This is the first in a series about career-life balance. Our careers often demand much of our attention, but for almost all of us it’s not the only thing in our lives. Yet, for many of us it can feel like we always have to be ‘on’ when it comes to work. In this first article we’re going to address one area that we can make a change towards finding a meaningful balance — email.
Email was originally created to give us a more convenient form of communication, and it does just that. However, email today, especially when it comes to expectations, is very different than it was in those early years. Modern email is faster, and more convenient than ever before. It can also be a constant source of pressure and stress for many.
The cloud, mobile devices and technological advances in software like, instant messaging and email, increase productivity and efficiency — they also raise expectations. Today, the expectation is that digital communications should be answered more quickly than ever — sometimes immediately! These expectations in our professional lives can often spill over into our personal lives. When you don't, the fear is that you can risk hurting relationships — personal and professional.
Managing Accelerating ExpectationsViterbi School of Engineering at USC published a paper showing that most people respond to emails in two minutes. Currently, 50% of responses are sent within 120 minutes of an email being received. The research also found:
- if a person planned on responding at all, they did so within a two-day window
- milennials had quicker response times
- users on smartphones responded more quickly than laptop users.
As new generations move into and up the workforce, expectations will change. Social norms will become corporate standards.
What does this mean for our future?
Currently, 70% of workers expect a response from professional colleagues within four hours. If trends continue in their current line, you can expect this number to drop tremendously. The Toister Performance Solutions' annual business survey showcased a history of accelerated performance and expectations from 2014 onward.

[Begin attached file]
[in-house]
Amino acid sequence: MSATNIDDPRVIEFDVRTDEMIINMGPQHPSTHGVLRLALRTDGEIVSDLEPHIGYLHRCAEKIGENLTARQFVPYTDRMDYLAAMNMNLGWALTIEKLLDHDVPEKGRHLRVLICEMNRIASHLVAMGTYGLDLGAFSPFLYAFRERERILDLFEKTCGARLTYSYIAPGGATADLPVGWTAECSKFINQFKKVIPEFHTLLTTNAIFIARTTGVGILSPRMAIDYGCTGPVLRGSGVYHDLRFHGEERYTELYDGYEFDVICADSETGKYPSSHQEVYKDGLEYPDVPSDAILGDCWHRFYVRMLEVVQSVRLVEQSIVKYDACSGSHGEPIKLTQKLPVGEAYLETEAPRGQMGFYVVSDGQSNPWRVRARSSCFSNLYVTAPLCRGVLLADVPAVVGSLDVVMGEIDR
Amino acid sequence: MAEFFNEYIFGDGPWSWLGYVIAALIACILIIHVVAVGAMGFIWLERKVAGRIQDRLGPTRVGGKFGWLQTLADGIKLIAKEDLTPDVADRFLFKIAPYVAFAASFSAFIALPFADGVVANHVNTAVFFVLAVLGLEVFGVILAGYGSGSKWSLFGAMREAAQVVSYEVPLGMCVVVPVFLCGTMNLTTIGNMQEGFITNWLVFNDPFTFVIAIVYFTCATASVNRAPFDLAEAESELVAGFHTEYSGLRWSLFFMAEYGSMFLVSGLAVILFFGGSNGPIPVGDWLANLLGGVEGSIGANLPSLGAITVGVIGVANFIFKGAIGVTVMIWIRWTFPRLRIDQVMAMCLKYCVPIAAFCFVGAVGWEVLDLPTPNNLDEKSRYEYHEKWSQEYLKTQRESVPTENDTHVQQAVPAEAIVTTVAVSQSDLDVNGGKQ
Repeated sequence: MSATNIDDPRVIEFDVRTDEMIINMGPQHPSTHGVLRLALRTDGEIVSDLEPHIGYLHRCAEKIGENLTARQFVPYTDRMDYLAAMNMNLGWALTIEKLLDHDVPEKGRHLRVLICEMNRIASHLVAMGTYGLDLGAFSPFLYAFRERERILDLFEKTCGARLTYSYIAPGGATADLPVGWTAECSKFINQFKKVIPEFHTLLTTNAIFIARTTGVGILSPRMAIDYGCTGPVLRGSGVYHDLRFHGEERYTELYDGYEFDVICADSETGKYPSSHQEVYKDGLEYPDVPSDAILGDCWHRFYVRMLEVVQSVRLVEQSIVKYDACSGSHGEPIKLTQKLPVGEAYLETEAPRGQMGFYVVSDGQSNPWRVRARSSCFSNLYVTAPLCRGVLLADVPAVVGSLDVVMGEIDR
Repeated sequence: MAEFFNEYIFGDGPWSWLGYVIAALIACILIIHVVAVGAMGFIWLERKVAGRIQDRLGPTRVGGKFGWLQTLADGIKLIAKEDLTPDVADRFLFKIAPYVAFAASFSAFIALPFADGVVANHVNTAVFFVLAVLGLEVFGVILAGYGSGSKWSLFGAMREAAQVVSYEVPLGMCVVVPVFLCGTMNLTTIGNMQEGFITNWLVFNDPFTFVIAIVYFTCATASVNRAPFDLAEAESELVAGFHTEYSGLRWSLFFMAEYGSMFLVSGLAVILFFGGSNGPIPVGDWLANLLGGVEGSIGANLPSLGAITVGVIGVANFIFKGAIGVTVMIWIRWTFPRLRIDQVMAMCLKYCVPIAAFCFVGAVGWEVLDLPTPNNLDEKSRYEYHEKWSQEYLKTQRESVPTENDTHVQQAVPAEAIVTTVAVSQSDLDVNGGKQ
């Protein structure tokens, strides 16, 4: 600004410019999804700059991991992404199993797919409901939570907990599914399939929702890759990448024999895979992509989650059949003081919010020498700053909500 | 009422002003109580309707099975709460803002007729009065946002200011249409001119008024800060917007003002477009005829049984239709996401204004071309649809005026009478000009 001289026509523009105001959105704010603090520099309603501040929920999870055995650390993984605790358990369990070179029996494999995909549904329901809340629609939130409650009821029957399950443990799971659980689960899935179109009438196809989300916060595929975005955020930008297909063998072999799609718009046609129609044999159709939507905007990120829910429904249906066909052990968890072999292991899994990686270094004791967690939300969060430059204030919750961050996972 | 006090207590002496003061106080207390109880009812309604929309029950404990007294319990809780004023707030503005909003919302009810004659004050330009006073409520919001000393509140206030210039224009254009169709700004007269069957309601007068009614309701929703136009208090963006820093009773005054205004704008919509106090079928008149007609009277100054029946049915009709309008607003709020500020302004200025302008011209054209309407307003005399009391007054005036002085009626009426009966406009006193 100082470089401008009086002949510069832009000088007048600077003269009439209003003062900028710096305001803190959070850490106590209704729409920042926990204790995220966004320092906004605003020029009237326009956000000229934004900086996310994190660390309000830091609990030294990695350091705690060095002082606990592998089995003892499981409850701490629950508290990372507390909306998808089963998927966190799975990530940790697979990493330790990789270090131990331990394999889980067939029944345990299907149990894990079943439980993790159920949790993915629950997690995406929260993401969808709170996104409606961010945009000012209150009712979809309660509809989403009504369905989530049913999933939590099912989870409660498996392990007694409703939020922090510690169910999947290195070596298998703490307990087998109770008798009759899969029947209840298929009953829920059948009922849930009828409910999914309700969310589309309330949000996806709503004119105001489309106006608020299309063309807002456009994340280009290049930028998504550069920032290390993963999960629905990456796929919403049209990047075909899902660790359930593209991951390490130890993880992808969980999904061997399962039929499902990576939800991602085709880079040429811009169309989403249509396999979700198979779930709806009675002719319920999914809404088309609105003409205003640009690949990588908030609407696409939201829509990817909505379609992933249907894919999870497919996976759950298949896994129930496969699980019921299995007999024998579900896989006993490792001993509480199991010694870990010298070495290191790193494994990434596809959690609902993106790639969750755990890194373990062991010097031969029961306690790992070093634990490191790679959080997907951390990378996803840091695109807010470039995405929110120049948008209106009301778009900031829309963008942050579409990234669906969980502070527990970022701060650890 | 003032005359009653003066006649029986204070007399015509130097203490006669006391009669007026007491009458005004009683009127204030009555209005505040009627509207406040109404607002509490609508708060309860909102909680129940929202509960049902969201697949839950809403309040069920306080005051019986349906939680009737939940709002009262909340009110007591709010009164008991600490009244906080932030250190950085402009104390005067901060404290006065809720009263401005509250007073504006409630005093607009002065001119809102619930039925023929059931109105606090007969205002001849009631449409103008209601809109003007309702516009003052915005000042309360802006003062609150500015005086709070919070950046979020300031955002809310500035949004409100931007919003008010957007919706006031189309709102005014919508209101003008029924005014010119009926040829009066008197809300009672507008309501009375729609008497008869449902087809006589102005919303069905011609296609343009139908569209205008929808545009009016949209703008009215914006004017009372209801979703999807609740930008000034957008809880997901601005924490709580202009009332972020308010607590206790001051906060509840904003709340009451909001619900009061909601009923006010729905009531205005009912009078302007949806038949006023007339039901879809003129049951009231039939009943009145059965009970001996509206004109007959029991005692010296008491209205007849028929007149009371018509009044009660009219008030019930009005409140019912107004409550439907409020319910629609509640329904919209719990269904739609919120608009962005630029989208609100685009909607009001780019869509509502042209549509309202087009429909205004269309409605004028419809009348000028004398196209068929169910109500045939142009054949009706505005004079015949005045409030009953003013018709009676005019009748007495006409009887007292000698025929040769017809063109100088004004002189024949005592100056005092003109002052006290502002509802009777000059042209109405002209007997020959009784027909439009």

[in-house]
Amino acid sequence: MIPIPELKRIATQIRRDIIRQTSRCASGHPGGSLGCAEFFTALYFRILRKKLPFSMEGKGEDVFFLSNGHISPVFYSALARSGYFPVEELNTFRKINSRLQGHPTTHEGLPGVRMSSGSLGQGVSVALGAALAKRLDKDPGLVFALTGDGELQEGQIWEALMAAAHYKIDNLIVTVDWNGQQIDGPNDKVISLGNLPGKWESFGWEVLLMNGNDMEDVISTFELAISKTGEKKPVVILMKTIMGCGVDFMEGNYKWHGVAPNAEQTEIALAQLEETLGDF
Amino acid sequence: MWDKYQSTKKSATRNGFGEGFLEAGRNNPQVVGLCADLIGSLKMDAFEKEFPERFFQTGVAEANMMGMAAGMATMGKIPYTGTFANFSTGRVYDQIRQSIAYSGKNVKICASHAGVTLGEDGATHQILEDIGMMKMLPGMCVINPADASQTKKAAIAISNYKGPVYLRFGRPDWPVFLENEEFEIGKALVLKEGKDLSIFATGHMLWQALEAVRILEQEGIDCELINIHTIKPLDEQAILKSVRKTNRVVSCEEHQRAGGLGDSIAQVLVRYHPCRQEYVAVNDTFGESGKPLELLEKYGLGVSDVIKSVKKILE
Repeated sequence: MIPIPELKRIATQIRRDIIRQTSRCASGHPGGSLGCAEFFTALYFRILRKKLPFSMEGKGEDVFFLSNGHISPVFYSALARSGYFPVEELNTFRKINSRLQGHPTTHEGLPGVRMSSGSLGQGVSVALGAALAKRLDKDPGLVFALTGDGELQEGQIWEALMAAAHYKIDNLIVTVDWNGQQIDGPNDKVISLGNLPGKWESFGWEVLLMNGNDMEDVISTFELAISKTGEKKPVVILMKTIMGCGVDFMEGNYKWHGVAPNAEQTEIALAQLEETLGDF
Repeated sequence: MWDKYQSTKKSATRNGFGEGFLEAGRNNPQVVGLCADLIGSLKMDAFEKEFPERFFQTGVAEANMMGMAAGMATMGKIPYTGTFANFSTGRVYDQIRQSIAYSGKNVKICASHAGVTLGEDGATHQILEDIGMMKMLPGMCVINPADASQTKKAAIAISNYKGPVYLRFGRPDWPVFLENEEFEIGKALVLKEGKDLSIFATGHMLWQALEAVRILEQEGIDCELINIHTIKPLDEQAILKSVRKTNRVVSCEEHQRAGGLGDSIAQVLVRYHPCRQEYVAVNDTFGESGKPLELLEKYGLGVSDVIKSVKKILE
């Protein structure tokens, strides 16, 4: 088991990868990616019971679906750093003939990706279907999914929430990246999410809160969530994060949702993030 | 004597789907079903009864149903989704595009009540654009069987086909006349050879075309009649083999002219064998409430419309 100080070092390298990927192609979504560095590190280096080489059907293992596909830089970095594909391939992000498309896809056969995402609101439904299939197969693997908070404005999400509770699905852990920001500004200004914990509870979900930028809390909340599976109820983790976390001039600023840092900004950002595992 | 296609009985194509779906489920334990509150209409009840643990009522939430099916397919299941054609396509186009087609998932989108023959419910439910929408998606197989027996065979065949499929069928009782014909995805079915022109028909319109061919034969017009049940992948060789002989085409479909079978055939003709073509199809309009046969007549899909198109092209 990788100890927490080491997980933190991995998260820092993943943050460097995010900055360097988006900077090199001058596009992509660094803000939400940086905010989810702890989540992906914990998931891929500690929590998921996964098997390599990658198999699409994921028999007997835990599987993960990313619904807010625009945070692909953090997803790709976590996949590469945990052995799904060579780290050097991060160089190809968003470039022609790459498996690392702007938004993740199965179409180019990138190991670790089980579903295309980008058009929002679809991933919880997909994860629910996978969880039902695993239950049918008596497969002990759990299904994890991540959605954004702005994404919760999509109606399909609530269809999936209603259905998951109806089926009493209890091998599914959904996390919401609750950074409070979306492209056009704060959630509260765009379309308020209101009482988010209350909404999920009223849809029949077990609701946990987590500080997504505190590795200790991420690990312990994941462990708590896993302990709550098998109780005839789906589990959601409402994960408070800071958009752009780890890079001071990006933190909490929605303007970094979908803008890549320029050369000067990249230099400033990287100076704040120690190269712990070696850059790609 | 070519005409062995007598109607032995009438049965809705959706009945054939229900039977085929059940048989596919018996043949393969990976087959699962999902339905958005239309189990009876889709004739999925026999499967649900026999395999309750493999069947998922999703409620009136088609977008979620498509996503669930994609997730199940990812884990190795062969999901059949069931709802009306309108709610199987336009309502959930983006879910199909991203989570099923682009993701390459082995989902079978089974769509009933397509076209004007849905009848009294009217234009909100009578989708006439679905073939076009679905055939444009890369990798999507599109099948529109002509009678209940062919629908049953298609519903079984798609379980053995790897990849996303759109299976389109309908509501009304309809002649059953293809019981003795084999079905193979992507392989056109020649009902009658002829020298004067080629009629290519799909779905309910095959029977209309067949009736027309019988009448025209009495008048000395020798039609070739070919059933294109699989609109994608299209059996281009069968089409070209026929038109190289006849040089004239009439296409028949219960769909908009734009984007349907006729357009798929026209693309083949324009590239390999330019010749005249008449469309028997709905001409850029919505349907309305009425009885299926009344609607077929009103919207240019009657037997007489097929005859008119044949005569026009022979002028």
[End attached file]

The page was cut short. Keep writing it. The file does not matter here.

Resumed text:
According to the Toister survey, businesses had to respond to customers within four hours in order to keep customers happy. The response time to maintain goodwill had moved up to one hour by the following year. In 2014, only 4% of consumers said that they needed a response within 15 minutes of sending an email. By 2015, 14.5% of consumers expected this level of performance.
The survey also found that 30% of coworkers expected their colleagues to respond to email queries within 60 minutes.
Although technology improves at an accelerated pace year over year, human performance is often the bottleneck in a workflow. Although modern technology makes it easier to respond to an email in an hour, people may not be able to do so. In reality, email is only a small part of the average person’s job.
Finding a Balance
Typically, we’re all putting pressure on each other at the same time. There are only so many emails that an individual can answer within a certain time frame. Someone is bound to be disappointed as expectations rise. Setting boundaries and acceptable rules around email etiquette can help to manage reasonable expectations.
Setting boundaries for yourself, and establishing rules within an organization can help, so that people don’t become overwhelmed with email communications. People respond positively when organizations, or co-workers clearly state policy in regards to email communications.
One of the most effective boundaries that you can set is not answering emails outside business hours. There are exceptions where responses need to be timely, and timing is critical to the outcome. For example, a internet server has gone down and users can’t access the website. Communication between the people solving the problem will need immediate attention. However, the truth is that in most cases, a slightly longer response time doesn’t actually add or take away from the effectiveness of the communication.
Email is evolving, and the time we spend on it is increasing. Setting boundaries and developing practices that help to manage expectations is the first step you must take in order to avoid email overload.
Main photo by Juliette Leufke on Unsplash